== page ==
The many possibilities with no-code

We don’t hear about technophobia too often, but it’s just as real as every other acknowledged fear. And as you can already tell based on how cleverly coined the term is, technophobia is a strong dislike towards new technology. This particular phenomenon is more evidently displayed among older generations, immediately limiting the benefits one potentially earns should they have been a tad more savvy, inclined, or interested at least. Nevertheless, this anxiety type isn’t exclusive to the elderly. The fear of having to use computing devices and digital tools to gather data and complete work can be familiar to a lot of millennials and teens, too. As a result, productivity can be compromised and finishing specific tasks and duties can take much longer.

This is squarely what no-code platforms aim to get rid off—the avoidance of bravely facing impressive and complex, new technology.

No-code providers allow users to build their own web and native applications via a visual programming interface, completely refraining from having to write code. This means anyone with zero expert IT skills can whip up customized software by utilizing drag-and-drop tools versus having to learn traditional coding practices that take months on end to learn. Put simply, no-code platforms like hasten the app development process in that a “citizen developer” bypasses so many back-and-forths traditional coding would’ve demanded. For example, a college student looking for side gigs can create an app that allows customers to schedule pet-sitting services for him and his friends to take care of. 

In other words, no-code providers simplify data science, turning the exhaustive process of coding into a drag-and-drop project for the non-coder. This benefits not just the regular Joe, but also software developers because they no longer have to write code line by line to complete an application. Although the no-code movement has been utterly empowering for a few years now, it’s even more of a help today. In the face of current work setups where staff members are encouraged to work from home to help contain the virus, the need to build applications made to support internal communications is growing, too. Reliable platforms like have seen rapid growth from several industries since lockdowns have been put in place.

Furthermore, both the academe and the medical industry are slowly but surely jumping on the no-code bandwagon, as well. Educators are now looking into developing tools that better support their remote learning classes, while health experts are expanding strategies and channels to accommodate more patients better.

But despite present figures, it would be unfair to pin the rise of No-Code to the pandemic alone. A recent study by Harvard Business Review implies that more than 50% of global business leaders see the need for their workforces to be more engaged with new technology. The same study also dictates that executives are pleased with the innovation, considering that more digital projects outside of their respective IT departments are being finished. All these lead to employee empowerment and more IT-independent organizations.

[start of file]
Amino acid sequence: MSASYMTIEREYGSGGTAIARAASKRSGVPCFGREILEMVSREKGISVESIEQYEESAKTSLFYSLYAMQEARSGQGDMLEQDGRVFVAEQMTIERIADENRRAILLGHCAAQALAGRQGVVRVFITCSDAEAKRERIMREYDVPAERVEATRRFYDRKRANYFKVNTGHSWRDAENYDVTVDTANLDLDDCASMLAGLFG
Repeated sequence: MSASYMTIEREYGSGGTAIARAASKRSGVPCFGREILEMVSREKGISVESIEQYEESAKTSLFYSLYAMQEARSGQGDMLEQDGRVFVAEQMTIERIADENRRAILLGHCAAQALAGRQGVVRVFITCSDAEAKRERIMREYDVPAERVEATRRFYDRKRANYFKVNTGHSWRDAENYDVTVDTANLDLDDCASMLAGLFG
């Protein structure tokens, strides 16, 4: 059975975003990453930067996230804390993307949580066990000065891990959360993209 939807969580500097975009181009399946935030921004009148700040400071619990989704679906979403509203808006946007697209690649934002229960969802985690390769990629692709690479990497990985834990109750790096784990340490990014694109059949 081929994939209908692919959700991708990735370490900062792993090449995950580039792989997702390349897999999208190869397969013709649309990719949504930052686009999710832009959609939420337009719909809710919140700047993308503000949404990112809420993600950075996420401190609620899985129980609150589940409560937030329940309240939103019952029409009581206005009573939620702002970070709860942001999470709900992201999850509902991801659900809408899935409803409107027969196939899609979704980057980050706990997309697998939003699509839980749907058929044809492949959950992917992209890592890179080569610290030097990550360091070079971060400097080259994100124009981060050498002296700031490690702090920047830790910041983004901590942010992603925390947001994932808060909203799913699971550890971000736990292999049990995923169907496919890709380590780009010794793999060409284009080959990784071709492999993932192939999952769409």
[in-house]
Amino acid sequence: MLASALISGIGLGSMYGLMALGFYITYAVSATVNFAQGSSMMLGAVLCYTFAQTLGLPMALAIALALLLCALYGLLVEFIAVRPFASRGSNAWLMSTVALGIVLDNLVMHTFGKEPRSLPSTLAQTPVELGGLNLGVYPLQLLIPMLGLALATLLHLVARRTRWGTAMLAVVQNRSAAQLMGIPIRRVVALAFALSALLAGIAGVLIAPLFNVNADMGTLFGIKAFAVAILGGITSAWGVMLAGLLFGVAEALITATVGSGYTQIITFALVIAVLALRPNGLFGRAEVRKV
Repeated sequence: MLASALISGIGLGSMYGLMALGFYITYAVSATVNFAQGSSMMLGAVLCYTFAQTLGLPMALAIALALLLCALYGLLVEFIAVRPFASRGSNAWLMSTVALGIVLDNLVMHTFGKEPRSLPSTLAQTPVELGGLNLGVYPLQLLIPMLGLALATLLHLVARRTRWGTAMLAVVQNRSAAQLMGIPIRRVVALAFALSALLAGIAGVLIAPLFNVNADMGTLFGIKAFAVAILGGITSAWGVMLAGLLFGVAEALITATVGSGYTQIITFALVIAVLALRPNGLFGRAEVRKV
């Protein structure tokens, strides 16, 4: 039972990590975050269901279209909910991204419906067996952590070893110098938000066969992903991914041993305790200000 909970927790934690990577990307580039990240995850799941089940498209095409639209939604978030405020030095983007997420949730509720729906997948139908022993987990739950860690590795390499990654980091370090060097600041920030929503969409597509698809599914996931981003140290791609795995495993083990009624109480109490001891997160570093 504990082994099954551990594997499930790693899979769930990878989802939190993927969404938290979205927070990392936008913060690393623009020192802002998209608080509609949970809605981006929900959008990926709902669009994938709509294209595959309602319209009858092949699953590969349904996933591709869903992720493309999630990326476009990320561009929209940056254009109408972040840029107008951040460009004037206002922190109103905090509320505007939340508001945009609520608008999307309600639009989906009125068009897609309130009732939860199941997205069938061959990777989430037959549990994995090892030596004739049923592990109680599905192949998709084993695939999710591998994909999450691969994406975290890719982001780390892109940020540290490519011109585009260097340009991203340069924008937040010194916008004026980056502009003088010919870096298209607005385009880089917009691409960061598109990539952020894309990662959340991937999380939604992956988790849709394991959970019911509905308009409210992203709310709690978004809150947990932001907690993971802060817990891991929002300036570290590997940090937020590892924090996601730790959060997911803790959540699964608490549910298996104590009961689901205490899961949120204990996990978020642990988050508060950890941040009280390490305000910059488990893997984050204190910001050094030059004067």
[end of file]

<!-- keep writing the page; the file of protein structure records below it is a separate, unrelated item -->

Reasonably so, the benefits of No-Code have been so widely embraced that the said industry is expected to hit more than $40 billion in the next five years. The numbers were right all along. In the almost saturated low-code sector, it was only a matter of time before mega-corporations like Google and Amazon launched their own no-code offerings, too. In fact, both Google’s Appsheet and Amazon’s Honeycomb are, indeed, robust contenders in the market. 

And though the no-code platform is rich and extensive, entrepreneurs looking to turn to them should learn to manage their expectations. For example, both web and native apps built on Bubble can be dynamic, stellar-looking, and unique. Still, applications developed through no-code providers can be understandably limited.

Firstly, one has to remember that traditional coding births endless possibilities, whereas the no-code movement relies on predefined functionalities to get an app to work. Secondly, no-code vendors all have various regulations on further editing and maintenance, so business leaders must do their research to avoid provider lock-ins. There’s a high chance one will want to switch providers at some point, and that won’t be made possible if a vendor doesn’t allow that. Thirdly, business people have to be aware of the risks shadow IT carries. This means that all IT initiatives developed outside the primary IT infrastructure may not be part of the provider’s security coverage. Lastly, checking to see if legacy systems complement a provider’s technology is also integral to ensure long-lasting and functional apps. 

Overall, No-Code isn’t made to replace traditional coding. It can’t! If anything, it merely democratizes the process of developing apps. All the scientific and technical backbone will still depend on coders and engineers.

Do you have an app idea in mind? Call us, and let’s make it work! 

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